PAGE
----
They sailed to Fair Havens (Acts 27:8)

“Sailing along

The Crete coastline

With difficulty,

We came

To a place

Called Fair Havens,

Near the city of Lasea.”

μόλις τε παραλεγόμενοι αὐτὴν ἤλθομεν εἰς τόπον τινὰ καλούμενον Καλοὺς Λιμένας, ᾧ ἐγγὺς ἦν πόλις Λασαία.

The author of Acts indicated that they sailed along the Crete coastline (παραλεγόμενοι αὐτὴν) with difficulty (μόλις τε).  They came to a place (ἤλθομεν εἰς τόπον τινὰ) called Fair Havens (καλούμενον Καλοὺς Λιμένας), near the city of Lasea (ᾧ ἐγγὺς ἦν πόλις Λασαία) on the island of Crete.  Acts was the only Greek biblical writing that used this word παραλεγόμενοι, that means to sail past or coast or sail along.  Fair Havens and Lasea were only a couple of miles apart, with Fair Havens the port, on the southern side of Crete.  Once again, the author of Acts had joined Paul in his voyage to Rome, as he said, “We sailed along the Crete coastline with difficulty (μόλις τε παραλεγόμενοι αὐτὴν)” and “We came to a place called Fair Havens (ἤλθομεν εἰς τόπον τινὰ καλούμενον Καλοὺς Λιμένας).”  Has anyone in your family been a sailor?

They sailed by Crete (Acts 27:7)

“We sailed slowly

For a number of days.

We arrived with difficulty

Off Cnidus.

The wind was against us.

We sailed

Under the shelter

Of Crete

Off Cape Salmone.”

ἐν ἱκαναῖς δὲ ἡμέραις βραδυπλοοῦντες καὶ μόλις γενόμενοι κατὰ τὴν Κνίδον, μὴ προσεῶντος ἡμᾶς τοῦ ἀνέμου, ὑπεπλεύσαμεν τὴν Κρήτην κατὰ Σαλμώνην,

The author of Acts indicated that they sailed slowly (βραδυπλοοῦντες) and with difficulty (καὶ μόλις) for a number of days (ἐν ἱκαναῖς δὲ ἡμέραις).  They arrived off Cnidus (γενόμενοι κατὰ τὴν Κνίδον).  The wind was against them or would not permit them to go further (μὴ προσεῶντος ἡμᾶς τοῦ ἀνέμου).  They sailed under the lee or shelter (ὑπεπλεύσαμεν) of the island of Crete (τὴν Κρήτην) off Cape Salmone (κατὰ Σαλμώνην).  Acts was the only Greek biblical writing that used these words, βραδυπλοοῦντες, that means to sail slowly, προσεῶντος, that means to permit further or to approach, and ὑπεπλεύσαμεν, that means to sail under or under the lee.  Cnidus or Knidos was a Greek city in southwestern Asia Minor, modern-day Turkey, on a peninsula, near the island of Cos.  Cape Salmone or Cape Sideros or Cape Sidero was a cape at the eastern end of the island of Crete.  They thought that they could pursue their voyage under the shelter of this island.  Crete is the largest and most populous of the Greek islands, the fifth largest island in the Mediterranean Sea, after Sicily, Sardinia, Cyprus, and Corsica.  Crete is a mountainous island about 100 miles south of the Greek mainland, as the southern border of the Aegean Sea.  Humans have inhabited this island over 130,000 years ago.  Crete was the center of Europe’s first advanced civilization, the Minoans, from 2700 to 1420 BC, who were overrun by the Mycenaean civilization from mainland Greece.  Later, Crete fell under Roman rule.  Once again, the author of Acts had joined Paul in his voyage to Rome, as he said, “The wind was against us (μὴ προσεῶντος ἡμᾶς τοῦ ἀνέμου)” and “we sailed under the shelter of Cape Salmone near Crete (ὑπεπλεύσαμεν τὴν Κρήτην κατὰ Σαλμώνην).”  Have you ever been on a boat with sails?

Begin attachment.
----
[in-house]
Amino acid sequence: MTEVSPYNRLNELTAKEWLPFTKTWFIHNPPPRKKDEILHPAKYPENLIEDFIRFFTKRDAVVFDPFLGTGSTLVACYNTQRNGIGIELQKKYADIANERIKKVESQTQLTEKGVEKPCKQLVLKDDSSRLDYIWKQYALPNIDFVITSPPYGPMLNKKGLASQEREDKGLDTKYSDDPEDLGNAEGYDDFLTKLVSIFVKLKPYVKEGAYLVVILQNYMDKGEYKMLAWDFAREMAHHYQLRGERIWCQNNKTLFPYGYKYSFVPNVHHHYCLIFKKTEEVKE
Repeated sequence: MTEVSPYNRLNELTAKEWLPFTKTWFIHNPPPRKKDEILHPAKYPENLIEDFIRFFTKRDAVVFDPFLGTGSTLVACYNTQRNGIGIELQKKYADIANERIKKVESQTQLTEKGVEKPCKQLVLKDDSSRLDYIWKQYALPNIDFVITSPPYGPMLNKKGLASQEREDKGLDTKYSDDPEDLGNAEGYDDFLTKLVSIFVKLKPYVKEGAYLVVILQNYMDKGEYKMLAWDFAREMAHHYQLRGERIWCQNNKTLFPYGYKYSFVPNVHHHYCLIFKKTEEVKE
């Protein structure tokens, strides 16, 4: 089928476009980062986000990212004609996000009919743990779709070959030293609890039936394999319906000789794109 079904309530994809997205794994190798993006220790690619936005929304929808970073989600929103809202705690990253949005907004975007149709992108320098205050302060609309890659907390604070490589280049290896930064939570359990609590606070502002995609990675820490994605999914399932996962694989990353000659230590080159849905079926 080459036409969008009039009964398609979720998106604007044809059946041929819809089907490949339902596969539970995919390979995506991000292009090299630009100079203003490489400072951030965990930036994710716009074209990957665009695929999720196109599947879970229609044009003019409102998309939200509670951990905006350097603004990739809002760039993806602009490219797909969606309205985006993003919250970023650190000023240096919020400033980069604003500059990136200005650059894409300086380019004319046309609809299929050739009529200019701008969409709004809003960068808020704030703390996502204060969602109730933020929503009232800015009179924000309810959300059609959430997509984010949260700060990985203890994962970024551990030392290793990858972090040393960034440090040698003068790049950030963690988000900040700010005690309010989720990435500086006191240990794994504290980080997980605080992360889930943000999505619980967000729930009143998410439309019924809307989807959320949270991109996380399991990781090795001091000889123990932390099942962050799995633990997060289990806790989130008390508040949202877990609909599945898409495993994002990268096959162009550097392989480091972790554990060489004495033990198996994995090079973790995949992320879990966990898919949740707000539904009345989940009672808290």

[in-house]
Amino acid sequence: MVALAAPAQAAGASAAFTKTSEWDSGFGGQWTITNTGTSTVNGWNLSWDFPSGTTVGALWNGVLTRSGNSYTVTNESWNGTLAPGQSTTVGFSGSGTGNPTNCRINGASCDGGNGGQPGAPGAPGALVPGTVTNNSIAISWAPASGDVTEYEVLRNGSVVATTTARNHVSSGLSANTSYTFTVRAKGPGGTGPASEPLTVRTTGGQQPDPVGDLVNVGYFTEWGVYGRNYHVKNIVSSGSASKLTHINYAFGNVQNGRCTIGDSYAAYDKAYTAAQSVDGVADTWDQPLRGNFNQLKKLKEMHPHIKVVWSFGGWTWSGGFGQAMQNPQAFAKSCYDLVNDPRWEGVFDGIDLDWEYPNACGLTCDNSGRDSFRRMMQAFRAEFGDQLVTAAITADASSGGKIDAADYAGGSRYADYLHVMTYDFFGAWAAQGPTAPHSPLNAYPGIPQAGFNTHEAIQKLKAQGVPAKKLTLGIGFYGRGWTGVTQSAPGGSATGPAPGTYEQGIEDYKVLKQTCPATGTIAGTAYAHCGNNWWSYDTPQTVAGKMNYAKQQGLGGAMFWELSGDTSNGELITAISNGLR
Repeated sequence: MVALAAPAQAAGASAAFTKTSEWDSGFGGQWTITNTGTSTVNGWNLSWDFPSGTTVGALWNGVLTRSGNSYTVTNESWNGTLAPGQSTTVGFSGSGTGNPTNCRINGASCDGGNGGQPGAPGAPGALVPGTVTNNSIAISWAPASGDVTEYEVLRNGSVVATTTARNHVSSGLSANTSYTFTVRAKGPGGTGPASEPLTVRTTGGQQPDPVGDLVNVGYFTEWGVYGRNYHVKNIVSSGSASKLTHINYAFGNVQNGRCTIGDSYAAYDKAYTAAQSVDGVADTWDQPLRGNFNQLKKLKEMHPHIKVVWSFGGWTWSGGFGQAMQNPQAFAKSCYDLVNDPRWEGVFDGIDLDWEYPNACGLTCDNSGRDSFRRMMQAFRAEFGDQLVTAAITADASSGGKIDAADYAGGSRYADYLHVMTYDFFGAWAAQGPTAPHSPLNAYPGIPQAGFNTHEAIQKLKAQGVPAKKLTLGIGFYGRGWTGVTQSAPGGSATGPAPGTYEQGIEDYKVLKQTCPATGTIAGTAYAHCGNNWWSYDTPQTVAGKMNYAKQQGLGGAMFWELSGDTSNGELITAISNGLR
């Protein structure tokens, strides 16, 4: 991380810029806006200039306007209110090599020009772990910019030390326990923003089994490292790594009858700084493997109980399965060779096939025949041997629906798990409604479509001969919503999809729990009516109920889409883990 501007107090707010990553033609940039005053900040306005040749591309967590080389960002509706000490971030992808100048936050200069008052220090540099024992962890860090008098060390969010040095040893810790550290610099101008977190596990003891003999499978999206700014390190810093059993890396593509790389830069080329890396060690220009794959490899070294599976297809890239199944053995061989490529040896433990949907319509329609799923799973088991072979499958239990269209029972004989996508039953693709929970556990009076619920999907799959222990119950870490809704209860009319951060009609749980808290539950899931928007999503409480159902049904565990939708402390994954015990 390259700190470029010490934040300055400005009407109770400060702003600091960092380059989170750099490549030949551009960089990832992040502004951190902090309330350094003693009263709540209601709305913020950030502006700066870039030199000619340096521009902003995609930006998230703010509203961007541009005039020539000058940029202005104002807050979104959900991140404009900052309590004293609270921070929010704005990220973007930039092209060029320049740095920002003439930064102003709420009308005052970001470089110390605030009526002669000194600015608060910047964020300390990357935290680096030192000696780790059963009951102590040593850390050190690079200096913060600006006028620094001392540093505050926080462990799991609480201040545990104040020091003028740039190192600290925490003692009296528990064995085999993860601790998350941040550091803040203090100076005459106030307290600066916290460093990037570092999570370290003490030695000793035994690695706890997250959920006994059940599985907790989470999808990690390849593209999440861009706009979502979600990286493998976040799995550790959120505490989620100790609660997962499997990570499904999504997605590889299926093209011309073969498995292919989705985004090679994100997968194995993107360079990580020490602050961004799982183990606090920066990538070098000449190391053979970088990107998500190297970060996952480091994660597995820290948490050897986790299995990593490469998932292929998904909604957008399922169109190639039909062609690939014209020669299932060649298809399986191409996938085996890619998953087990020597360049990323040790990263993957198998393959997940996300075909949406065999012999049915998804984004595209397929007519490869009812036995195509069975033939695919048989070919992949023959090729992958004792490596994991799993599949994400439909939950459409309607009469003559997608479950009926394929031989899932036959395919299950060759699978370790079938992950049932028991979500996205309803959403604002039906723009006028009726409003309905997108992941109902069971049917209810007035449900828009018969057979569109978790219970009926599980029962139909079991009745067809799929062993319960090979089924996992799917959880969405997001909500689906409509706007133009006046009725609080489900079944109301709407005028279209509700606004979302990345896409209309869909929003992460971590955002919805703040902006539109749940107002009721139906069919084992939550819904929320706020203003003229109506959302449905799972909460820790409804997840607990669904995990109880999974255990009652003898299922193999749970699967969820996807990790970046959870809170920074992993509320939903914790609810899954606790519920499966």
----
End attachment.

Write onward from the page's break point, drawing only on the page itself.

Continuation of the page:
The Alexandrian ship (Acts 27:6)

“There the centurion

Found a ship

From Alexandria

Sailing for Italy.

He put us on board.”

Κἀκεῖ εὑρὼν ὁ ἑκατοντάρχης πλοῖον Ἀλεξανδρῖνον πλέον εἰς τὴν Ἰταλίαν ἐνεβίβασεν ἡμᾶς εἰς αὐτό.

The author of Acts indicated that there (Κἀκεῖ) the centurion (ὁ ἑκατοντάρχης) found (εὑρὼν) a ship (πλοῖον) from Alexandria (Ἀλεξανδρῖνον) sailing (πλέον) for Italy (εἰς τὴν Ἰταλίαν).  He put them on board that ship (ἐνεβίβασεν ἡμᾶς εἰς αὐτό).  Acts was the only Greek biblical writing that used this word, ἐνεβίβασεν, that means to place on board or embark.  Alexandria was the largest port city in northern Africa.  This was probably a cargo ship bringing wheat and grain from Africa to Rome.  Once again, the author of Acts had joined Paul in his voyage to Rome, as he said “we were put on that ship (ἐνεβίβασεν ἡμᾶς εἰς αὐτό).”  Thus, here in Myra, they got on another ship from Alexandria that was heading to Rome with a cargo of wheat.  So far, Paul and his companions have been treated very nice.  Have you ever had a hard time getting a ship to go where you wanted to go?